Remarks on Departure From India
Mr. President, Your Excellencies, ladies and gentlemen:
As I leave India after this third visit, I leave with a sense of destiny, and also with a greater confidence than ever before about the future--the future for this country--and because this country's future is one that will have such an enormous effect on all of Asia and the world, confidence in the future of the world.
My talks with the Prime Minister, with you, Mr. President, with members of the Government, have been most helpful in establishing a new channel of communication, a new attitude with regard to the relations between our two countries, that I believe means our working together more effectively than in the past for interests that transcend any national concerns, but that go to our desires that we mutually share for peace and friendship, freedom, justice, all of these great principles that go far beyond any country, far beyond any continent, that go throughout the world.
I want to say finally, Mr. President, that Mrs. Nixon and I are most grateful for the warm hospitality that we have received on every side, not only at the magnificent state dinner last night, but also from the hundreds of thousands of people that we saw lining the streets on a hot day, in the middle of the day. To this we certainly want to say our thanks, because we know that this means that we have friends here, personal friends, as well as those who may be friends because of our official position.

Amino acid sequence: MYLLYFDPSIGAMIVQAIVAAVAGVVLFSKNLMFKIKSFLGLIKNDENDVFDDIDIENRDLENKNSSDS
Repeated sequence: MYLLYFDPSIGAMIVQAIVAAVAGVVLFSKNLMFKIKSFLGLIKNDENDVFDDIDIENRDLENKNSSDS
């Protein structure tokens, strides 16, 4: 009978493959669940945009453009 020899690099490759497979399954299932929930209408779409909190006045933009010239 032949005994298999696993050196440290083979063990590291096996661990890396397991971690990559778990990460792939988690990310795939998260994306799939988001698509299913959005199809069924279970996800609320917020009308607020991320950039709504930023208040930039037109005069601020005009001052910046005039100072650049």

We hope to return some day, not only to see this country and its leaders, but to see again our many friends in India. Thank you.
Note: The President spoke at 10:45 a.m. at Palam Airport in New Delhi. Acting President Mohammed Hidayatullah's, remarks follow:
Mr. President, it has been a pleasure and privilege to have you and Mrs. Nixon visit us, even though your visit was so brief. You have seen for yourself, in a small measure, the great warmth of feeling and friendship that my government and people entertain for you both and for your people. Your visit, Mr. President, as I have no doubt, helped in further strengthening our friendly relations and our mutual understanding and will, I am sure, lead to greater cooperation between our two countries.
I should like to take this opportunity of wishing you bon voyage, happy landings, and success in your quest for peace. Thank you.
Richard Nixon, Remarks on Departure From India Online by Gerhard Peters and John T. Woolley, The American Presidency Project https://www.presidency.ucsb.edu/node/239829